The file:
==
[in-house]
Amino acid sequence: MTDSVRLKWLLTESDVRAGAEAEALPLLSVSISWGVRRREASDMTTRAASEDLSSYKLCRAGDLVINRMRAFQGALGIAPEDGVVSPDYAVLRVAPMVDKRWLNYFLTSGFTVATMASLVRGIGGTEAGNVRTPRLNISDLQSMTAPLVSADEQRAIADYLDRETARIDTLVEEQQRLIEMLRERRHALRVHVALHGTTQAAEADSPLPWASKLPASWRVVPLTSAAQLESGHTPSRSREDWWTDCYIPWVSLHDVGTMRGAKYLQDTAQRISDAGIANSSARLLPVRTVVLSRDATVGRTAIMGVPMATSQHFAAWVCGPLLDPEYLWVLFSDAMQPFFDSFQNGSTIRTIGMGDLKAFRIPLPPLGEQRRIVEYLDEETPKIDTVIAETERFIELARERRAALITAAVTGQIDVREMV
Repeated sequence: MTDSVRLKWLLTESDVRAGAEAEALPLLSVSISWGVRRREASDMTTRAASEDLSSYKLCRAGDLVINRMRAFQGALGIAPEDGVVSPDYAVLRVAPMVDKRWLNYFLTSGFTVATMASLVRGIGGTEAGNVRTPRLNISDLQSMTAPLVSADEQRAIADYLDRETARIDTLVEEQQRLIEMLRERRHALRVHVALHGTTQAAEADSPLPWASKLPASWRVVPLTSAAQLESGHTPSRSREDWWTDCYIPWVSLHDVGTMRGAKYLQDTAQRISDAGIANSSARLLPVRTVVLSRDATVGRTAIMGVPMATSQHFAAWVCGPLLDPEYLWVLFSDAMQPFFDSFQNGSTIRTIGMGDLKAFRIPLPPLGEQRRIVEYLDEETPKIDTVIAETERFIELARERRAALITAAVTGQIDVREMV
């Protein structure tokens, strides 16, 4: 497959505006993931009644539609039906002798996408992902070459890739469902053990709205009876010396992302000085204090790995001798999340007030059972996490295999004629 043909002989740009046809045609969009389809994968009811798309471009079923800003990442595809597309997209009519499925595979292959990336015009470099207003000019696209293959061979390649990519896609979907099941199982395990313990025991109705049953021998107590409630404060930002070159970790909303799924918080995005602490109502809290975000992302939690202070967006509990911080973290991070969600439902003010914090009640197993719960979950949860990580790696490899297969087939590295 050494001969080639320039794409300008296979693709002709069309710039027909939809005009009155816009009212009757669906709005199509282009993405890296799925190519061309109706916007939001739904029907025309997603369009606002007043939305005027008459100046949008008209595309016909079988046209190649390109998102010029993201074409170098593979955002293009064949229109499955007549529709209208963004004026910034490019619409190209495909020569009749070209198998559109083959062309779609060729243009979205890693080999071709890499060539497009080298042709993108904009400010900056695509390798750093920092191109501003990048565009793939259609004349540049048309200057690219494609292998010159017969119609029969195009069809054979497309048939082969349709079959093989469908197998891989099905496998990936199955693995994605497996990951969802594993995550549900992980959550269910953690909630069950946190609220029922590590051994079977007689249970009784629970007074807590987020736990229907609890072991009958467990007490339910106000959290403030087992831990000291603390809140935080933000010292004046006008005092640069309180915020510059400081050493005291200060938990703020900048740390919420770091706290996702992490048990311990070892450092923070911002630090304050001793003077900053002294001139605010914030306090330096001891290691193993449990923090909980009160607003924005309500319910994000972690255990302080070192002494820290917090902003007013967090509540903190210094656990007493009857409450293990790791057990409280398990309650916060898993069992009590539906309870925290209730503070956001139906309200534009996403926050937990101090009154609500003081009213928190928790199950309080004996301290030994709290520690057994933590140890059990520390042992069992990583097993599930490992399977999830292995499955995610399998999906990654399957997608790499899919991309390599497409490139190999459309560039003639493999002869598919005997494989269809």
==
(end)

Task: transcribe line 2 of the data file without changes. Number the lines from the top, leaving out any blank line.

Amino acid sequence: MTDSVRLKWLLTESDVRAGAEAEALPLLSVSISWGVRRREASDMTTRAASEDLSSYKLCRAGDLVINRMRAFQGALGIAPEDGVVSPDYAVLRVAPMVDKRWLNYFLTSGFTVATMASLVRGIGGTEAGNVRTPRLNISDLQSMTAPLVSADEQRAIADYLDRETARIDTLVEEQQRLIEMLRERRHALRVHVALHGTTQAAEADSPLPWASKLPASWRVVPLTSAAQLESGHTPSRSREDWWTDCYIPWVSLHDVGTMRGAKYLQDTAQRISDAGIANSSARLLPVRTVVLSRDATVGRTAIMGVPMATSQHFAAWVCGPLLDPEYLWVLFSDAMQPFFDSFQNGSTIRTIGMGDLKAFRIPLPPLGEQRRIVEYLDEETPKIDTVIAETERFIELARERRAALITAAVTGQIDVREMV